North of Potluck Pass, you have great views of the Palisades as you’ll descend just a bit and contour around – staying at around 12,000 ft / 3,658 m until reaching the saddle north of Potluck Pass below Barrett Peak. Below, you’ll see Barrett Lakes. It’s possible to go around the larger, upper lake on either side (north or south), but if you stay on the south side, do not try to follow the shore of the lake – stay higher or you’ll get cliffed out.
Cross the outlet at the southwest side of the lake and continue along the southern shore of the lower Barrett Lake.
Cross the outlet at the southwest side of the lake and continue along the southern shore of Lower Barrett Lake. Knapsack Pass is below (to the south of) Columbine Peak. Continue gaining ground as you head west toward the pass from Lower Barrett Lake. When you reach the top of the pass, you’ll get a great view into Dusy Basin to the west.
Descend the gully from the pass, careful to avoid any steep drop offs, and aim toward the northern side of the lakes below. Stay above the lakes as you make your way toward the bottom of the gully and begin to encounter brush for the first time since just before Wright Lakes Pass.
There are some use trails in here you can pick up, but you’re basically just making your way toward the Bishop Pass Trail ahead of you. Hit the well-defined trail wherever you choose and turn right as you begin your ascent to Bishop Pass. At the top of the pass, you have 5.5 mi / 8.9 km of downhill hiking until reaching South Lake and the northern terminus of the Southern Sierra High Route.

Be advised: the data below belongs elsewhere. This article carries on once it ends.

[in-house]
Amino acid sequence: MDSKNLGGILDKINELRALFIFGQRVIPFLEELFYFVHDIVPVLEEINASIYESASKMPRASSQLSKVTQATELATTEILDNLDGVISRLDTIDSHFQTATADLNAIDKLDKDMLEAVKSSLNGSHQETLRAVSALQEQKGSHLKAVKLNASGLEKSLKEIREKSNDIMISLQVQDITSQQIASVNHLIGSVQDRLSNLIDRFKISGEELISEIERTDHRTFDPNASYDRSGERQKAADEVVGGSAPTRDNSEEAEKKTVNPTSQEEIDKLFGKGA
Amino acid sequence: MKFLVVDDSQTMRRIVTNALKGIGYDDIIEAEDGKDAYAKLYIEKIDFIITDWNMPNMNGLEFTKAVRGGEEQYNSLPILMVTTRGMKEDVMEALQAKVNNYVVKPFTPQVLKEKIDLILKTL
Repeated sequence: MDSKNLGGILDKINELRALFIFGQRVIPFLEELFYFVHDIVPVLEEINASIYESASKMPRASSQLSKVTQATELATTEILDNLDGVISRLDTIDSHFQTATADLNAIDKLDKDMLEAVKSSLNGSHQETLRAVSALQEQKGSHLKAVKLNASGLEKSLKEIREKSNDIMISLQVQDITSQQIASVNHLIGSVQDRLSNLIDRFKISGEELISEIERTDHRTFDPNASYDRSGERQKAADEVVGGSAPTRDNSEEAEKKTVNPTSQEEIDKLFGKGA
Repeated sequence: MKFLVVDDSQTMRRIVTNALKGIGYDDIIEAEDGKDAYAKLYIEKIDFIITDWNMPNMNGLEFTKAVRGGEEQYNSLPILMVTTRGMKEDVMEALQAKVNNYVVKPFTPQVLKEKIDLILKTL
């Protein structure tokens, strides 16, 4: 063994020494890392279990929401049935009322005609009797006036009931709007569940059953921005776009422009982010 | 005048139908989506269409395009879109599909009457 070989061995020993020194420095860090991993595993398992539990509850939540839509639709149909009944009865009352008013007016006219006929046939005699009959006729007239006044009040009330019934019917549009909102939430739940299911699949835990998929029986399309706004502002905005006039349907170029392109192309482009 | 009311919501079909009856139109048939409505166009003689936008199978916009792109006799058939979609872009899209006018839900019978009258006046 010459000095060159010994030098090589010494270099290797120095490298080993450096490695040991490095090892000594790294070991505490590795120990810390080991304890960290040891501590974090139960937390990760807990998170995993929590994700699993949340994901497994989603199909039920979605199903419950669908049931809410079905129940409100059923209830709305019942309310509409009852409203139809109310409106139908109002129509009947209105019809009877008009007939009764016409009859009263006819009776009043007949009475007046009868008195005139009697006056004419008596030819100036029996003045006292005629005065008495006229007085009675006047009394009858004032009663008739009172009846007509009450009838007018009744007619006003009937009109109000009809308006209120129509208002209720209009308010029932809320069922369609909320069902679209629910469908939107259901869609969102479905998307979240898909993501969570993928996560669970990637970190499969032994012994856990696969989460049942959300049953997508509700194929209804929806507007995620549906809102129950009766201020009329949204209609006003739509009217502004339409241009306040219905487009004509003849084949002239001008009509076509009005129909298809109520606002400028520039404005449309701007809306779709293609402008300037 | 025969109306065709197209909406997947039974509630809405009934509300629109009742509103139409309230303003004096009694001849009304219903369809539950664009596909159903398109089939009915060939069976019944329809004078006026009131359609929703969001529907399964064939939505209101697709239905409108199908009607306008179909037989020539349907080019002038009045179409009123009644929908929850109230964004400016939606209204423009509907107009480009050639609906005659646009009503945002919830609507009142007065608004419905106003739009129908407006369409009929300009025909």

Despite the Southern Sierra High Route not being an officially established trail, there is an official route that the SoSHR follows. That said, there are a couple of alternate routes that you can choose to take instead of following the “official” route. Both of the alternates below are between Glen Pass and Pinchot Pass, and both of them avoid simply following the Pacific Crest Trail/John Muir Trail for this section by adding additional off-trail miles. Each alternate adds off-trail navigation challenges, additional elevation gain/loss (particularly in the case of a Mount Baxter summit), and should not be attempted if you are for any reason in a rush to finish the route.
60 Lakes Basin Alternate
The northern terminus of this alternate is between Arrowhead Lake and Dollar Lake along the Pacific Crest Trail/John Muir Trail. The southern terminus of the alternate is at the bottom of the switchbacks on the northern side of Glen Pass. The entire length of this alternate is approximately 4.2 mi / 6.8 km. Staying on the SoSHR (which, at this point is the PCT/JMT) will be a lot quicker than taking this alternate, but if you don’t want to do more trail walking than you have to, I understand.